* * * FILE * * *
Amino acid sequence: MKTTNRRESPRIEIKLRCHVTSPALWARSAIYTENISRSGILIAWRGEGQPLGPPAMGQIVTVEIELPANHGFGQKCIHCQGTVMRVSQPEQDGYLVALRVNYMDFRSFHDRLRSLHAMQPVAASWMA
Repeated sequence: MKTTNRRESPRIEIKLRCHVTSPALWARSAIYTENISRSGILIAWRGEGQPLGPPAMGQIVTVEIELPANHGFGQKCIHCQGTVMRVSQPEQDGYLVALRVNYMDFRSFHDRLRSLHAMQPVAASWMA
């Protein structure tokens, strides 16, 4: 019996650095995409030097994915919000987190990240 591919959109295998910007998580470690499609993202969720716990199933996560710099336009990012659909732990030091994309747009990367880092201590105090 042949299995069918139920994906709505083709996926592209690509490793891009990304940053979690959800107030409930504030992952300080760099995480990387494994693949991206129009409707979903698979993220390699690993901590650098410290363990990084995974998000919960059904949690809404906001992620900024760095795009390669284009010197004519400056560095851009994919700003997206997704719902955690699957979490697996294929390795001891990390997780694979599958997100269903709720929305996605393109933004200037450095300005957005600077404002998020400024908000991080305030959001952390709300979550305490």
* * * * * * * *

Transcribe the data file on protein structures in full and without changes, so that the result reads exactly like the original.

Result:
Amino acid sequence: MKTTNRRESPRIEIKLRCHVTSPALWARSAIYTENISRSGILIAWRGEGQPLGPPAMGQIVTVEIELPANHGFGQKCIHCQGTVMRVSQPEQDGYLVALRVNYMDFRSFHDRLRSLHAMQPVAASWMA
Repeated sequence: MKTTNRRESPRIEIKLRCHVTSPALWARSAIYTENISRSGILIAWRGEGQPLGPPAMGQIVTVEIELPANHGFGQKCIHCQGTVMRVSQPEQDGYLVALRVNYMDFRSFHDRLRSLHAMQPVAASWMA
């Protein structure tokens, strides 16, 4: 019996650095995409030097994915919000987190990240 591919959109295998910007998580470690499609993202969720716990199933996560710099336009990012659909732990030091994309747009990367880092201590105090 042949299995069918139920994906709505083709996926592209690509490793891009990304940053979690959800107030409930504030992952300080760099995480990387494994693949991206129009409707979903698979993220390699690993901590650098410290363990990084995974998000919960059904949690809404906001992620900024760095795009390669284009010197004519400056560095851009994919700003997206997704719902955690699957979490697996294929390795001891990390997780694979599958997100269903709720929305996605393109933004200037450095300005957005600077404002998020400024908000991080305030959001952390709300979550305490």